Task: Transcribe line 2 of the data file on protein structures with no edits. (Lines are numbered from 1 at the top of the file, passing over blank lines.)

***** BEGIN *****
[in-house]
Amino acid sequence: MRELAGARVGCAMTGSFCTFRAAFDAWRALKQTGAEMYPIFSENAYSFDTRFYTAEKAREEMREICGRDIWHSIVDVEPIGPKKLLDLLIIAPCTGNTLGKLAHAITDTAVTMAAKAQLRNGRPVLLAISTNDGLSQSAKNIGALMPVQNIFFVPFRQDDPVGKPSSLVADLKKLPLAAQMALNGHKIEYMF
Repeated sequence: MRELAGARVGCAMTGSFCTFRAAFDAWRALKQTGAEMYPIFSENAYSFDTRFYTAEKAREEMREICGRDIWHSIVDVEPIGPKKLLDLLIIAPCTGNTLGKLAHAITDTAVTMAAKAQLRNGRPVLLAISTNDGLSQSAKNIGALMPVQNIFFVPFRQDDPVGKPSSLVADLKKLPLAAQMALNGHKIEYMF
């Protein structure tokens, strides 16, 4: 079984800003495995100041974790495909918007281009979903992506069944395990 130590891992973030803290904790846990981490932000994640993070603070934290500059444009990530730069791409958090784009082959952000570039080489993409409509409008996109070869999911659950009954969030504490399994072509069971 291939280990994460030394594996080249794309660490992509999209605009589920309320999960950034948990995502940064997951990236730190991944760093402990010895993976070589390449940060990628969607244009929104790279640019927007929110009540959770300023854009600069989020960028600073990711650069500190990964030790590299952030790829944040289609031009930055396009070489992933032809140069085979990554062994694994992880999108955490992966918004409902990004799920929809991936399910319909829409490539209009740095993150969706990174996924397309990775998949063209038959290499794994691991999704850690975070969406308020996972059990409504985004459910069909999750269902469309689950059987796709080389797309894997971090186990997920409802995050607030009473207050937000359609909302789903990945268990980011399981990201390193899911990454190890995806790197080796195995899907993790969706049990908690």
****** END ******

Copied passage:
Amino acid sequence: MRELAGARVGCAMTGSFCTFRAAFDAWRALKQTGAEMYPIFSENAYSFDTRFYTAEKAREEMREICGRDIWHSIVDVEPIGPKKLLDLLIIAPCTGNTLGKLAHAITDTAVTMAAKAQLRNGRPVLLAISTNDGLSQSAKNIGALMPVQNIFFVPFRQDDPVGKPSSLVADLKKLPLAAQMALNGHKIEYMF